Dundas Ontario, the historic valley town, has much to offer daytrippers in search of the small town Ontario experience.
Ever wondered what life was like in a small Ontario town 50 or even 100 years ago? Wished you had a time machine so you could go back and see? Well, stop wishing, and just take a drive to Dundas. That's what I do when the nostalgia bug hits me.
Dundas is 70 km southwest of Toronto. That makes it an easy day trip from pretty much anywhere in Southern Ontario.
Dundas' population is roughly 25,000 and its "downtown" consists of about ten blocks of King Street and a couple of side streets here and there. You could walk the whole area in about 10 minutes and even take in some of the surrounding residential district with its gorgeous old Victorian mansions. But you'll want to spend much more time here to enjoy your journey. Plan at least half a day to explore the neat boutiques, great old architecture, gourmet food stores, the old town museum, the art gallery and, if you still have time, the great natural surroundings on the borders of what is still called The Valley Town.
On the town's main drag, King Street, you'll find an elegant row of brick buildings, many dating back to the 1840s. In some cases there are awful gaps where new (unfortunate) additions have been made, but if you turn your head as you pass these ghastly modernizations, you'll soon come back to handsome old brick structures with painted wood gingerbread ornamentation around the windows, doors and rooflines.
The heritage landmarks include:
-an historic town hall
-one of Ontario’s oldest hotels (The Collins)
-an old factory that has been converted into an art school
-a handsome former post office with its iconic clock tower
If you like history, don't miss the Dundas Museum. The complex was renovated in 2014 and now includes the main building which consists of three structures joined together. This picture shows one structure and the new adjoining lobby:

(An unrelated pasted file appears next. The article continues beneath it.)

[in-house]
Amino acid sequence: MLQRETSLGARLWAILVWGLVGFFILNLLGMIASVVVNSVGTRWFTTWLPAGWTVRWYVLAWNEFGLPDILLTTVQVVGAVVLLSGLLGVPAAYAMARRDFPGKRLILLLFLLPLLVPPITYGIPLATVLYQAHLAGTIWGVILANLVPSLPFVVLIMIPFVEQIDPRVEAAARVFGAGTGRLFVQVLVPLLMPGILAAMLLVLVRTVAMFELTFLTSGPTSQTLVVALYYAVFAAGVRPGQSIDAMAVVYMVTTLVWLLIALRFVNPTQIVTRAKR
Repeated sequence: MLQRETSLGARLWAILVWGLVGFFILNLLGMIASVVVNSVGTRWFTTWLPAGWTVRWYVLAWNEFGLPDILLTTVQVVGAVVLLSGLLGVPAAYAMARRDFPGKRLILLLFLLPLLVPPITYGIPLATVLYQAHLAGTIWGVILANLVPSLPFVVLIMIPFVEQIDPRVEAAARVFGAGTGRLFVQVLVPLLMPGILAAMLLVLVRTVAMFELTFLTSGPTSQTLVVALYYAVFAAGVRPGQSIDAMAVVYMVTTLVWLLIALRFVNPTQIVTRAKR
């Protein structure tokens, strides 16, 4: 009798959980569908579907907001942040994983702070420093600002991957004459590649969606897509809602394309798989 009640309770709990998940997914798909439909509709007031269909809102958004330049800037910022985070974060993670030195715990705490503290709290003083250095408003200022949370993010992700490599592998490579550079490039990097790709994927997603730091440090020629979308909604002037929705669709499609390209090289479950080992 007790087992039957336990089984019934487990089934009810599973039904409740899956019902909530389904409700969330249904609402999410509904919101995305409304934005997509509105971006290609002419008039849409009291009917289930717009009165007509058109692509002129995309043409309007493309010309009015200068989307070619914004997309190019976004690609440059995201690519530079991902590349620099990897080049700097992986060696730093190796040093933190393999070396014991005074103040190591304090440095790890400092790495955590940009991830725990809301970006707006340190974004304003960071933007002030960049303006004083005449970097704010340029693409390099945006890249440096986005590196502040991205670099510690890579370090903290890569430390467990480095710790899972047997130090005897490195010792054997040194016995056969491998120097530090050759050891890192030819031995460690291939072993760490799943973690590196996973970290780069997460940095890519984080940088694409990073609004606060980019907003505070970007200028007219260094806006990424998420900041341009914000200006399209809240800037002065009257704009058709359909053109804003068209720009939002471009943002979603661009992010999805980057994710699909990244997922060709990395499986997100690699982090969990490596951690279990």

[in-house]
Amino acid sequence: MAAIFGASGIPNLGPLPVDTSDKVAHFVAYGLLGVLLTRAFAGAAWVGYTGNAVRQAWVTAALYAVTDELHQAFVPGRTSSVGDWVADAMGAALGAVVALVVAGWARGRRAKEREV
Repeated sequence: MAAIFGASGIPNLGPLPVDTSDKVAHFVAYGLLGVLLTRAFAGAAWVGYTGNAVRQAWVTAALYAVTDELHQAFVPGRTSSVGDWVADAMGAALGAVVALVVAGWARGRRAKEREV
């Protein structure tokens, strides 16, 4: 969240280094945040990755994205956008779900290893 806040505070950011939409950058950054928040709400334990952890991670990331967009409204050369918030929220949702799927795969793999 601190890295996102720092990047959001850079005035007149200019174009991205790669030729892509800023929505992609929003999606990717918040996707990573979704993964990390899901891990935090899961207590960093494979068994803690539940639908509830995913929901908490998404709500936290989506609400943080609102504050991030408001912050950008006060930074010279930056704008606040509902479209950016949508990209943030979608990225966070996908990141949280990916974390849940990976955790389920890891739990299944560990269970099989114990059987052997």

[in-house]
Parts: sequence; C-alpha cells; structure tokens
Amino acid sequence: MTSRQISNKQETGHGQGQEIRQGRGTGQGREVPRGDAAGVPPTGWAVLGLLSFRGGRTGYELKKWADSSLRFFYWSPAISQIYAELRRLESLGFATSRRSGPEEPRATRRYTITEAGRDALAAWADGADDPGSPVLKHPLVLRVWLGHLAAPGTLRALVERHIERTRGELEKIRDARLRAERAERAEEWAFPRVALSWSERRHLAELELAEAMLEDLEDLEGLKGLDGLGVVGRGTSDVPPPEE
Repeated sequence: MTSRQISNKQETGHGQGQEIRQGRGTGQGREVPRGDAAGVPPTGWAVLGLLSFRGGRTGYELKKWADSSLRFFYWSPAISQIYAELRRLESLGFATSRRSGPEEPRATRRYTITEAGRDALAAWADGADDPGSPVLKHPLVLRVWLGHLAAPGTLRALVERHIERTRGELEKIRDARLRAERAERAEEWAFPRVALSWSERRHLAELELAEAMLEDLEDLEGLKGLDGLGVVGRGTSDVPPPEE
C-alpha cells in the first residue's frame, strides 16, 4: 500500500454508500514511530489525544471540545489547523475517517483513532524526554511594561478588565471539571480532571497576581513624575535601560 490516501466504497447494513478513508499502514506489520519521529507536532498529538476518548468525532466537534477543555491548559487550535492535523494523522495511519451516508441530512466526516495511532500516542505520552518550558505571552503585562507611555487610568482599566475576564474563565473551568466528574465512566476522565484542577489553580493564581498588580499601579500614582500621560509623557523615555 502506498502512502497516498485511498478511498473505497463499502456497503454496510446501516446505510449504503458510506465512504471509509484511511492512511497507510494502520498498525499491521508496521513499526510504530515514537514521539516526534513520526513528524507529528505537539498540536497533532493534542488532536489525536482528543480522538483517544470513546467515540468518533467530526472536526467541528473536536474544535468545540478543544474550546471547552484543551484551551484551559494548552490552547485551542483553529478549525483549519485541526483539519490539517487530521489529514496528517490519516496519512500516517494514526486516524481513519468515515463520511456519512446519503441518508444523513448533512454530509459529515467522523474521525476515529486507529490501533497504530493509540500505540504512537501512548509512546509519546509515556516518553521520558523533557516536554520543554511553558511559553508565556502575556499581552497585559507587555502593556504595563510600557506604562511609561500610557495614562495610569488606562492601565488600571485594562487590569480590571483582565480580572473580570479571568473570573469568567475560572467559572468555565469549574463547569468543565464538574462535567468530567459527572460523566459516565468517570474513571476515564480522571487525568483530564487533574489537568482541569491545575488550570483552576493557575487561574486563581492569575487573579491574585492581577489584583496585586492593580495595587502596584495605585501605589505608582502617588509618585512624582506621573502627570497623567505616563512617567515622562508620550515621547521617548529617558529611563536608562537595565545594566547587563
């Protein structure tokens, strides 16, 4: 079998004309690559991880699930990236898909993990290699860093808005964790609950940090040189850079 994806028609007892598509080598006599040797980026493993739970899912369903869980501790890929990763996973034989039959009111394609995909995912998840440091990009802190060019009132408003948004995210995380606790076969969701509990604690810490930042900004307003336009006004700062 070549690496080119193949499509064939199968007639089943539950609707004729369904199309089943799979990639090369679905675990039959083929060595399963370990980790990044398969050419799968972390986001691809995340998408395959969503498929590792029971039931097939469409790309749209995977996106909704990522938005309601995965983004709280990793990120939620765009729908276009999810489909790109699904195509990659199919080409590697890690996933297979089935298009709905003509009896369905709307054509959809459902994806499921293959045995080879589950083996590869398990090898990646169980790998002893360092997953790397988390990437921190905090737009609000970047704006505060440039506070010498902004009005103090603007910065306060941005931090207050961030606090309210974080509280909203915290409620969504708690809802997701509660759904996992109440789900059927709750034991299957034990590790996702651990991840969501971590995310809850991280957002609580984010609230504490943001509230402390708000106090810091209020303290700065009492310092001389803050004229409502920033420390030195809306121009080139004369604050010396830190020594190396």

There is also a separate building, a former Doctor's office with its scary antique surgical equipment (although it's only open on special events days):
Although it's a history museum, it also hosts art exhibits in two spaces so check it out for temporary shows.
And speaking of art, if you like art and quality fine craft, make sure you visit the
Carnegie Gallery, which is housed in the historic 1910 Carnegie library.
The Gallery is the starting point for the annual Studio Tour featuring
local artisans. Downstairs you'll find McMaster Gallery, a framing shop that also sells fine art prints.
Dundas is full of creative people, especially potters, and part of this artistic buzz is due to the presence of the Dundas Valley School of Art, which has nurtured local artists for more than 40 years. Even day-trippers can take a three-hour class in drawing or glass work if they're interested!
Forget big box shops when you're in this time capsule of a town. You'll find none of those here in Dundas. Instead you can spend your time exploring jewellery shops, an adventure gear place, a garden shop, a store for spoiled rotten dogs, and many gourmet food and home and fashion boutiques. Foodies love Dundas Ontario. Whether it's Mickey McGuires Cheese Shop, Picone's Food Market, The Horn of Plenty (natural foods), or the Coco Tea Co., it's hard to leave the town without lugging away a bag of gourmet goodies.
A popular spot for a "wee rest" after shopping is the very British "Taylor’s Tea Room" with its hot scones with butter and jam (about $15 for scones and tea for two). The decor is all cozy tea pots, the porcelain tea cups, the antique framed prints of the Queen, and the local artwork on the walls. It's like visiting your grandmother again.
For coffee, Detour is the place to go, especially in the summer when their patio under the trees is refreshing.
I also like the Bangkok Spoon Deluxe. They're a budget-friendly Thai restaurant on the main street with a little patio tucked away in the back. The decor inside is subdued and relaxing and the service is attentive.
Old-timers may remember this spot as the former greasy spoon, The Deluxe, which stayed empty for decades as a sort of silent homage to the former owner. The new owners have honoured the past by placing a series of billboards with the restaurant's history along the side of the building; just go down the laneway and you'll see it. In nice weather you can have your meal on their cozy patio.
Quatrefoil is a popular gourmet restaurant just off the main drag.
Dundas is only about a 15 minute drive west of Hamilton or an
hour from Toronto. That's if you're coming by car. However, if you are
taking the city bus from Hamilton (the HSR, the local bus service), plan
on spending a LOT more time than that. There is no direct service from
Toronto. You will need to go to Hamilton first (which takes an hour).
From downtown Hamilton, it takes half an hour by bus.
Hamilton Ontario is just fifteen minutes by car from Dundas. Check out one of Southern Ontario's biggest cities. Visit art galleries, museums and discover great shopping.
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Ontario History - For a list of great living history museums.